How does javascript disable the browser back button

  • 2020-03-30 02:29:50
  • OfStack

<script language="JavaScript"> 

Using JS to generate a "forward" action to offset the backward function, this method should be the most concise, and do not need to consider the user to connect the point of two or more "backward", the disadvantage is when the user disabled JavaScript that is invalid.

<A HREF="" onclick="javascript:location.replace(this.href); event.returnValue=false; "> 
Logout (Back Disabled) 

Use location.replace to go from one page to another. This works by replacing the current history with the URL of the new page, so that there is only one page in the browsing history and the back button never becomes available. I think that's probably what a lot of people are looking for, but it's still not the best approach in any situation. The downside of this approach is that simply using response.redirect is no longer effective, because every time the user goes from one page to another, we have to clear location.history with client code. Also note that this method clears the last access history, not the entire access history.


When the keyboard hits the Backspace key
1, the browser is not allowed to automatically back
2, but does not affect the password, single-line text, multi-line text input box, etc
<script type="text/javascript"> 

//Handling keyboard events disables Backspace passwords or single - or multi-line text fields
function banBackSpace(e){ 
var ev = e || window.event;//Get the event object
var obj = || ev.srcElement;//Get the event source

var t = obj.type || obj.getAttribute('type');//Gets the event source type

//Gets the type of event used as a judgment condition
var vReadOnly = obj.getAttribute('readonly'); 
var vEnabled = obj.getAttribute('enabled');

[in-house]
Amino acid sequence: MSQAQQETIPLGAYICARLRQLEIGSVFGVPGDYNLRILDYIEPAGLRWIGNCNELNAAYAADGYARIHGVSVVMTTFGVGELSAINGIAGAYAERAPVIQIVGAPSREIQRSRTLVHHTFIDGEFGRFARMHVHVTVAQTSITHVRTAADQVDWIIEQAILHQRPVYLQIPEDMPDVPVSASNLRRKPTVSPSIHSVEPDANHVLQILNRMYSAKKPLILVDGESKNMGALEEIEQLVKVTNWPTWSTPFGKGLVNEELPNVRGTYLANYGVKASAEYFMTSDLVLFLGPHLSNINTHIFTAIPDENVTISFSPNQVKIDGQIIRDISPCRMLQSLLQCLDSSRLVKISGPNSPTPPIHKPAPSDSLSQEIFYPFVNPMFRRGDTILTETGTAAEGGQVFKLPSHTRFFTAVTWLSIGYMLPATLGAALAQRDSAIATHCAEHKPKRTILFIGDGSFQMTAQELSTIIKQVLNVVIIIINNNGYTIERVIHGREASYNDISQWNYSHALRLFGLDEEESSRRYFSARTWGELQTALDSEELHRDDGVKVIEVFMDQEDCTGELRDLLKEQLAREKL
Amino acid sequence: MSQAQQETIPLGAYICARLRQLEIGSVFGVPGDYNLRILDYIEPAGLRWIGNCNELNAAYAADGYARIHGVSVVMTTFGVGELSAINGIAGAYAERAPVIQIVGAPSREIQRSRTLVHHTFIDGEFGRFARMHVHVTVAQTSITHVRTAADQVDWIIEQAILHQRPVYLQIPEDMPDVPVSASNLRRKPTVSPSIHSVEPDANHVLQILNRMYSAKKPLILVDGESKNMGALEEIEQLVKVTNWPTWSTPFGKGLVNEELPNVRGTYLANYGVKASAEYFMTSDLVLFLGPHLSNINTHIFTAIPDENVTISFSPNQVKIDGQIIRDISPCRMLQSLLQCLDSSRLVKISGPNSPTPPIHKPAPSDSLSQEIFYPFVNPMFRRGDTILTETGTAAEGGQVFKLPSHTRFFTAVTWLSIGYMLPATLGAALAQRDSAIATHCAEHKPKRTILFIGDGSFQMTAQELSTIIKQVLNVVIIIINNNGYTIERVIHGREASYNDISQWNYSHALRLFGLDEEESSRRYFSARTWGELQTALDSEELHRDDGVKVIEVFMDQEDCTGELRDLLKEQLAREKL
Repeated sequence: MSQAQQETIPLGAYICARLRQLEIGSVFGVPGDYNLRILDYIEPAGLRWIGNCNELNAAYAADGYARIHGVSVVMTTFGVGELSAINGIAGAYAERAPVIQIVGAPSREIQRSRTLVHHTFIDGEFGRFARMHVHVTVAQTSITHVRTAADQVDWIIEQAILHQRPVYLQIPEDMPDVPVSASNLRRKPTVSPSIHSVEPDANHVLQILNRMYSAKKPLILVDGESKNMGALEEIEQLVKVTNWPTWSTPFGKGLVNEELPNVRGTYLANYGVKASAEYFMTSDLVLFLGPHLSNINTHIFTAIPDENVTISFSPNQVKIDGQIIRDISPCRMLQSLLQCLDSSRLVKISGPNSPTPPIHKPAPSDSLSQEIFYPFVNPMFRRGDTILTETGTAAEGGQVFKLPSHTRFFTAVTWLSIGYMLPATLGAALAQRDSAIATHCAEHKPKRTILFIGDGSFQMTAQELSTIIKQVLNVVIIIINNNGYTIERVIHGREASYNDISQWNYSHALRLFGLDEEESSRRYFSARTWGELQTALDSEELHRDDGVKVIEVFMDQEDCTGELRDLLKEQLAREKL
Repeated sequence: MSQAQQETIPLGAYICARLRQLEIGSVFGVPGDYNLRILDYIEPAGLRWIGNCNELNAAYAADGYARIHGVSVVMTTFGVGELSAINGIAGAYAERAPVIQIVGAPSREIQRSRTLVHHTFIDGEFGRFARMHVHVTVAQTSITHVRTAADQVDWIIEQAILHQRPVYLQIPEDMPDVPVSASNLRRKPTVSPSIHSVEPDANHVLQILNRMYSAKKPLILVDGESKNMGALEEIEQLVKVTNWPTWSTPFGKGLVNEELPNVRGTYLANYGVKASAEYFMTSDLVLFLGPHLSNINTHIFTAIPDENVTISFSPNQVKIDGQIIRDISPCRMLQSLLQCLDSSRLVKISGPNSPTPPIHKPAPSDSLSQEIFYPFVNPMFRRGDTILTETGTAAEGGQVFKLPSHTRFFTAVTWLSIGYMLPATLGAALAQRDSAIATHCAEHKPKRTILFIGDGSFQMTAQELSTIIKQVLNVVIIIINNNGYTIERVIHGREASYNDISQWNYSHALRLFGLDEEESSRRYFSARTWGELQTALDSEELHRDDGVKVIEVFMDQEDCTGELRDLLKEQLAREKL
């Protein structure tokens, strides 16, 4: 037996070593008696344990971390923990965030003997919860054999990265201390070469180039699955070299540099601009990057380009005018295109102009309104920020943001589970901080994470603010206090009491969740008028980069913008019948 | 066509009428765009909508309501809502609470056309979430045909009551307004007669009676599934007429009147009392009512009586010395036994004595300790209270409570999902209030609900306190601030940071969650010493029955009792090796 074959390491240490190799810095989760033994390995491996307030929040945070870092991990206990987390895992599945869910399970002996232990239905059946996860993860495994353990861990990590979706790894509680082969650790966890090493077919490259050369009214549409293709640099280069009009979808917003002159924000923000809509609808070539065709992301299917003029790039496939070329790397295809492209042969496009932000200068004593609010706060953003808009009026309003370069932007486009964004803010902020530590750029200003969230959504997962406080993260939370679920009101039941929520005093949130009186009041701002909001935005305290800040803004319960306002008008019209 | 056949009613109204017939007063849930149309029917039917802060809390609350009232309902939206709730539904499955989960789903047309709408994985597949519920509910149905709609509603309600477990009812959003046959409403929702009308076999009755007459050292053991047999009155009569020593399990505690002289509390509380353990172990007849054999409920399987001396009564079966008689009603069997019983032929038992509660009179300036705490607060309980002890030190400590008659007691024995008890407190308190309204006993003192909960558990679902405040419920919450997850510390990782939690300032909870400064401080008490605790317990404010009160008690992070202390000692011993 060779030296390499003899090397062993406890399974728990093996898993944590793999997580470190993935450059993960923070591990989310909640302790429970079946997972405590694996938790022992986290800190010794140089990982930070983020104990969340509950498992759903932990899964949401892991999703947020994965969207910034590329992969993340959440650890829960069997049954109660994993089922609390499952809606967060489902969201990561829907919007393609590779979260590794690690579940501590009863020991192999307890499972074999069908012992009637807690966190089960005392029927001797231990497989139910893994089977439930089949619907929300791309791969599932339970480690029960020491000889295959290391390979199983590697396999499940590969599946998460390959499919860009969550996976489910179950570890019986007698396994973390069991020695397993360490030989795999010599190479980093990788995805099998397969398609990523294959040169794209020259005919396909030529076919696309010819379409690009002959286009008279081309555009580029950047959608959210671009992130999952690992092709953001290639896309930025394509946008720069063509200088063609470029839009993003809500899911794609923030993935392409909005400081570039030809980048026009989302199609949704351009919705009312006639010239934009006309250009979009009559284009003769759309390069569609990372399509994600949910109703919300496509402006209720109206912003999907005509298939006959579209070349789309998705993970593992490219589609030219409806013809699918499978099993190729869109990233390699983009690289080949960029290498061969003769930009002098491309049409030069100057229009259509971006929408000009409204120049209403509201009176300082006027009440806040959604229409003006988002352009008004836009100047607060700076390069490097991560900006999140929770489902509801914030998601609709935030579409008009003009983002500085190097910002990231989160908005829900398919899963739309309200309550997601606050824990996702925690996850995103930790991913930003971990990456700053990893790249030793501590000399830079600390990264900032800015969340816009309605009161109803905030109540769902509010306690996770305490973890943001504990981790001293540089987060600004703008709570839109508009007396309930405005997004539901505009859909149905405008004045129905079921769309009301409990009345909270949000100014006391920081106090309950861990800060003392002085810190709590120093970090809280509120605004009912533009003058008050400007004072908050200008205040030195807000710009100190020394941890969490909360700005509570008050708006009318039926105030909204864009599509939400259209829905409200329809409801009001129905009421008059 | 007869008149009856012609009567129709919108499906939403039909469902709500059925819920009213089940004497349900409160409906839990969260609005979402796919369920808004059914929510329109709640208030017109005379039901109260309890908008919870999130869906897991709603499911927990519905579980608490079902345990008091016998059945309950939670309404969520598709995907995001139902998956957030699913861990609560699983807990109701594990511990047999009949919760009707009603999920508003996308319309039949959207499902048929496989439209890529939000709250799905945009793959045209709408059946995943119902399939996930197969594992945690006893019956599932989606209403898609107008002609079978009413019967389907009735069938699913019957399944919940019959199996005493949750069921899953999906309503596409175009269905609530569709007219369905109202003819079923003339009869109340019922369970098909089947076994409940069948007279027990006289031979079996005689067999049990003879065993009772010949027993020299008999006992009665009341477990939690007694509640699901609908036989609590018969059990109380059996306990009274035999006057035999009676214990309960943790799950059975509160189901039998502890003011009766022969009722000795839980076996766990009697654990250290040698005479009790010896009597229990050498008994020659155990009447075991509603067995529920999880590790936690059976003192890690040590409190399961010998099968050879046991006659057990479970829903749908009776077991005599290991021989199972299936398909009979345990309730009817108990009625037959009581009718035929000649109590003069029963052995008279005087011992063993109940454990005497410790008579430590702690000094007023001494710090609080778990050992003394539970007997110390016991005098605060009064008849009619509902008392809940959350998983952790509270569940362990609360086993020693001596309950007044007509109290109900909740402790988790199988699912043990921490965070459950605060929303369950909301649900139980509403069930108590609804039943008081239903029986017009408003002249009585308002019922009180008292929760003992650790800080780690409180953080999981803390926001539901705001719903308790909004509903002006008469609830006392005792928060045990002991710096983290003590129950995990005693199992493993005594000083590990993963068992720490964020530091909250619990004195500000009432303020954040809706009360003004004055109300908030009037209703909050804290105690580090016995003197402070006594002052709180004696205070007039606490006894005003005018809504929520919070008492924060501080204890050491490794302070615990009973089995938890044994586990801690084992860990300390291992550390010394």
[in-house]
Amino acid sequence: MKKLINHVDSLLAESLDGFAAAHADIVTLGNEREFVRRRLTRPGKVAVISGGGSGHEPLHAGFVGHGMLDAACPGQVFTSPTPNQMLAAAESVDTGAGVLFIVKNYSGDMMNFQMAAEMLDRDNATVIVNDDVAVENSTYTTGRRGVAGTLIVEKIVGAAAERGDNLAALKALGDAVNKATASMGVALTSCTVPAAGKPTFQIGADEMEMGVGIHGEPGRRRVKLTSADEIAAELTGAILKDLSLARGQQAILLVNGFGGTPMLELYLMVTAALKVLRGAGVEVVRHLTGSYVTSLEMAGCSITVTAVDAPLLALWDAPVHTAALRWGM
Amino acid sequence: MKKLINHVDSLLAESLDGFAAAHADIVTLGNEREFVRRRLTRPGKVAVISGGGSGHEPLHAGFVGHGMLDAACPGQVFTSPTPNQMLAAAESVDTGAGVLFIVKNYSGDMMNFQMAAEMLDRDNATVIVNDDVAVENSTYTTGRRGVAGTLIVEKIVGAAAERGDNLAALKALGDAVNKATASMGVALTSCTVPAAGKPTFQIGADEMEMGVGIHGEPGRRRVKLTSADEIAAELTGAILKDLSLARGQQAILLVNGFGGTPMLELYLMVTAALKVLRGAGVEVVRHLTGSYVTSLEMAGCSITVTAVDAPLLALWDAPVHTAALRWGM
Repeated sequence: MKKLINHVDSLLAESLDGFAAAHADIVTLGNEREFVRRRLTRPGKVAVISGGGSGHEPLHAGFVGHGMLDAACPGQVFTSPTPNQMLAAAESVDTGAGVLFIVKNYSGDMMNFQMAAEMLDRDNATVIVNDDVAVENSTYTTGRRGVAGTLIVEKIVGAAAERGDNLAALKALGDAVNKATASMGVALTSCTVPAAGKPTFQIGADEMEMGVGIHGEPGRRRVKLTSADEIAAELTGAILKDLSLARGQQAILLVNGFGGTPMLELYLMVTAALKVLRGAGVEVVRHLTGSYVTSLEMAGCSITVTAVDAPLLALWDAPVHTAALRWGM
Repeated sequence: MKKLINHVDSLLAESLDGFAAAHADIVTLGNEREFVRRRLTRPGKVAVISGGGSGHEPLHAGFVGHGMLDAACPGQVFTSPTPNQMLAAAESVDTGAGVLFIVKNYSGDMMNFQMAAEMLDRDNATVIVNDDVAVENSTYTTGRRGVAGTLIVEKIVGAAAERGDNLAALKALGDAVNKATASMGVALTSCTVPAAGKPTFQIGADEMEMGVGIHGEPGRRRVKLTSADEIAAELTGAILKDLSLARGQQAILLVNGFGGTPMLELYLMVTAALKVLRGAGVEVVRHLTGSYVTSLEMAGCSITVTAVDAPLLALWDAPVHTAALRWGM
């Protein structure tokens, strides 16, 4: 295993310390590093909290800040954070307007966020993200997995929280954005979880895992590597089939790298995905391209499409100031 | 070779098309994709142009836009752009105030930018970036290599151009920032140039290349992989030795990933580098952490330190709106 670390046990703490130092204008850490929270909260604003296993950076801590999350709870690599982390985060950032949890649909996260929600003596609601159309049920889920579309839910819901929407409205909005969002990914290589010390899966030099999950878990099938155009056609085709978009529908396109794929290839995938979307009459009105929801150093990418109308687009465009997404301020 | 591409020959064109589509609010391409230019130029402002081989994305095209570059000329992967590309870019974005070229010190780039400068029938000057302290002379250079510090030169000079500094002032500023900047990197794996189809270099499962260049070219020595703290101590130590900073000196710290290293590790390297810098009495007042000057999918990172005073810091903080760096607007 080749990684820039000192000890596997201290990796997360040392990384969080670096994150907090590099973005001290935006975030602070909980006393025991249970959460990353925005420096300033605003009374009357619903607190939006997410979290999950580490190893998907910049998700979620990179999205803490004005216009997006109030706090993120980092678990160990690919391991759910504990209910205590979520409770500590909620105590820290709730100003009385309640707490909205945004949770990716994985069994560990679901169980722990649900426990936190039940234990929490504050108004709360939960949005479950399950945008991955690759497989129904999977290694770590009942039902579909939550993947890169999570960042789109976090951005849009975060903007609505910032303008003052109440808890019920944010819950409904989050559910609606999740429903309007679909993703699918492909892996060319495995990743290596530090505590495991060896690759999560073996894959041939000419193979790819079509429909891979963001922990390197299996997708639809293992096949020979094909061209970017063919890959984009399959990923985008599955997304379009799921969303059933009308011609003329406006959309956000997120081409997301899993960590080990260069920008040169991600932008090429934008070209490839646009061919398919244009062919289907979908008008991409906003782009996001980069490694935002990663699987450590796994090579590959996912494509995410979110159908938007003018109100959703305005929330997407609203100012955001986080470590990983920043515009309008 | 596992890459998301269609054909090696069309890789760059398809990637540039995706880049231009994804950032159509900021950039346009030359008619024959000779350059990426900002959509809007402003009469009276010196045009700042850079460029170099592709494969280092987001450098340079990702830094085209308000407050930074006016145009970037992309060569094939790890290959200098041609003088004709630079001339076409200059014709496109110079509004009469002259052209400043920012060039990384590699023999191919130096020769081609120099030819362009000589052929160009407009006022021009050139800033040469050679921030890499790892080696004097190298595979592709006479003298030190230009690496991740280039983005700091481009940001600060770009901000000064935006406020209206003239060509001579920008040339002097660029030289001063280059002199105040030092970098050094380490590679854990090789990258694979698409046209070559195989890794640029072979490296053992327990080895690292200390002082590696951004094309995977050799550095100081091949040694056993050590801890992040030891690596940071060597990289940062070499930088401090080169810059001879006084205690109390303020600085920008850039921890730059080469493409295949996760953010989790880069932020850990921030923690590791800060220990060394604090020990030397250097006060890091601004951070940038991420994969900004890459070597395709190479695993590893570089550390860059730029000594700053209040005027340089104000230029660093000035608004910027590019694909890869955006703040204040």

//Handle null value cases
vReadOnly = (vReadOnly == null) ? false : vReadOnly; 
vEnabled = (vEnabled == null) ? true : vEnabled; 

//When the Backspace key is struck, the event source type is password or single-line, multi-line text,
//And if the readonly property is true or the enabled property is false, the backspace key is disabled
var flag1=(ev.keyCode == 8 && (t=="password" || t=="text" || t=="textarea") 
&& (vReadOnly==true || vEnabled!=true))?true:false; 

//When the Backspace key is struck, the Backspace key is invalidated if the event source type is not password or if it is single-line, multi-line text
var flag2=(ev.keyCode == 8 && t != "password" && t != "text" && t != "textarea") 

// judge  
return false; 
return false; 

//Disable the back button for Firefox and Opera
//Disable the back button for IE and Chrome


In response to the "back" button, the client browser needs to open JavaScript code.

4. Disable caching

response.setHeader("Cache-Control", "no-cache"); 

response.setHeader("Cache-Control", "no-store"); 

response.setDateHeader("Expires", 0); 

response.setHeader("Pragma", "no-cache"); 

This approach USES server-side scripts to force the browser to revisit the server download page without reading from the cache, combined with the struts JSP page < Logic> Tags implement redirection.

All of the above methods have certain limitations

<script language="JavaScript"> 

function logout(){ 


<button onClick="logout()">Logout</button> 

This method is lazy, close the browser and then open again, after my test in the visual almost no sense of delay, while ensuring that the back button is not available (the back button of the new window browser is gray), it seems a good method, but also more obvious disadvantages:

First, the browser Windows that are closed and reopened may have different sizes, which is obvious to the user and affects the operation to some extent.

Second, as above, this is a JavaScript method.

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